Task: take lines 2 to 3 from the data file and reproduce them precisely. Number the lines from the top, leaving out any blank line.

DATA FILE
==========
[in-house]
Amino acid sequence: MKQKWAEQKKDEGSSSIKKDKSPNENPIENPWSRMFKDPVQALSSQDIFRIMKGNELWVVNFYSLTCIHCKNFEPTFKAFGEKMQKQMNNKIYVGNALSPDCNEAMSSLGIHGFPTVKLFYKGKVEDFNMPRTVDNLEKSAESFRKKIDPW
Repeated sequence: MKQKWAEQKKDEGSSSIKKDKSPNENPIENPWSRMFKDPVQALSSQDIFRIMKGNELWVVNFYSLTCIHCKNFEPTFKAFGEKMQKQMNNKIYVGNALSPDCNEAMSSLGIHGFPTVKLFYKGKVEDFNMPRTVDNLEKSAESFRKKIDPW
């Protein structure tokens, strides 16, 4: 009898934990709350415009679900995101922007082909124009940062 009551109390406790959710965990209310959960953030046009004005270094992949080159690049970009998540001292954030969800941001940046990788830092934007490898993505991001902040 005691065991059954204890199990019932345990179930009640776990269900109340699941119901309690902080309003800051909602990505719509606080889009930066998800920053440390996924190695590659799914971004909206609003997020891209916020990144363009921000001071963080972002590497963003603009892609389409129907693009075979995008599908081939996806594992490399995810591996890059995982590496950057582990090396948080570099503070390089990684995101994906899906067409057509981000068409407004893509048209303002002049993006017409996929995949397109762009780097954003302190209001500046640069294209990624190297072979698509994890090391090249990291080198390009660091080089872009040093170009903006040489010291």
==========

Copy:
Amino acid sequence: MKQKWAEQKKDEGSSSIKKDKSPNENPIENPWSRMFKDPVQALSSQDIFRIMKGNELWVVNFYSLTCIHCKNFEPTFKAFGEKMQKQMNNKIYVGNALSPDCNEAMSSLGIHGFPTVKLFYKGKVEDFNMPRTVDNLEKSAESFRKKIDPW
Repeated sequence: MKQKWAEQKKDEGSSSIKKDKSPNENPIENPWSRMFKDPVQALSSQDIFRIMKGNELWVVNFYSLTCIHCKNFEPTFKAFGEKMQKQMNNKIYVGNALSPDCNEAMSSLGIHGFPTVKLFYKGKVEDFNMPRTVDNLEKSAESFRKKIDPW